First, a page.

At one level, being happy is like the wind in the sails that spurs one on, that enthuses while the feeling lasts. This is the positive concept of happiness. At another level, not being unhappy is ananda or satisfaction, being at peace with oneself and the world, suggesting quiet equanimity, without the peaks and troughs. This is the negative concept of happiness. The first kind of happiness seems external and ephemeral, the second internal and more durable. Individuals can, and do, experience both forms of happiness. The larger questions are: what is the source of both kinds of happiness? Are there ground rules for getting there? Which kind is the more desirable?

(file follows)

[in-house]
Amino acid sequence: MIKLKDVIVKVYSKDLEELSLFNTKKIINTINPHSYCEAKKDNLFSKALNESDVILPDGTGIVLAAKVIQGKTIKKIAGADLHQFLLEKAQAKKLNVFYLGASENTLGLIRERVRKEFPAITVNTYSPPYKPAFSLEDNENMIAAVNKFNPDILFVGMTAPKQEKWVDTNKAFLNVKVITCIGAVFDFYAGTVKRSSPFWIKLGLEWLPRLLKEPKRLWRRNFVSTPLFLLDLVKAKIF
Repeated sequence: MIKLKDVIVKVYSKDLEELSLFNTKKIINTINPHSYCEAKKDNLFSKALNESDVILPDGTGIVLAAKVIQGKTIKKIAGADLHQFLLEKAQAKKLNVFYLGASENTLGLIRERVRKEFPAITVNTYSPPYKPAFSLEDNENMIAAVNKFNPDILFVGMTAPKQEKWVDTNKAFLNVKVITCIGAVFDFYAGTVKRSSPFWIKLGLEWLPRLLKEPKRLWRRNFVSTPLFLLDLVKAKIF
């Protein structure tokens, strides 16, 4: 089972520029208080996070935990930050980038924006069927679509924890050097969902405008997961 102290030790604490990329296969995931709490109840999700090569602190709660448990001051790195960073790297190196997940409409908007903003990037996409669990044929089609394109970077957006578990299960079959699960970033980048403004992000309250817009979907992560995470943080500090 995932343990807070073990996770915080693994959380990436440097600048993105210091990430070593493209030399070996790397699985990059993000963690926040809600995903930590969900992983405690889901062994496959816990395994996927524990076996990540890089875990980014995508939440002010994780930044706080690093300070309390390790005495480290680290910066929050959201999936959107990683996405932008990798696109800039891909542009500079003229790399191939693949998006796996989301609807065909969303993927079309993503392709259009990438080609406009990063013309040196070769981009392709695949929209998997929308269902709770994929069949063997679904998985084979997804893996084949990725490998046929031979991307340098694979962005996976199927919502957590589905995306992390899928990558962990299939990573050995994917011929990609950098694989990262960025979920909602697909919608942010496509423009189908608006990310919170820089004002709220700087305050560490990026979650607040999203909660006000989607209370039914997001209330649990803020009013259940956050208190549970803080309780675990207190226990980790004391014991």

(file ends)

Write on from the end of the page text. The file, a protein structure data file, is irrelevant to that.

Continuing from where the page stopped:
Desire is central to both kinds of happiness. The path to negative happiness lies in limiting desire. According to the Buddha, desire as the source of all sorrow or unhappiness was one of the four noble truths. The next noble truth followed, namely that the path to eliminating sorrow lay in limiting desire. This could be done through disengaging from the world and society. Renunciation or vanaprastha in the Buddhist-Hindu tradition is the most extreme disengagement, with the temperate ‘middle’ path recommended for the ordinary man.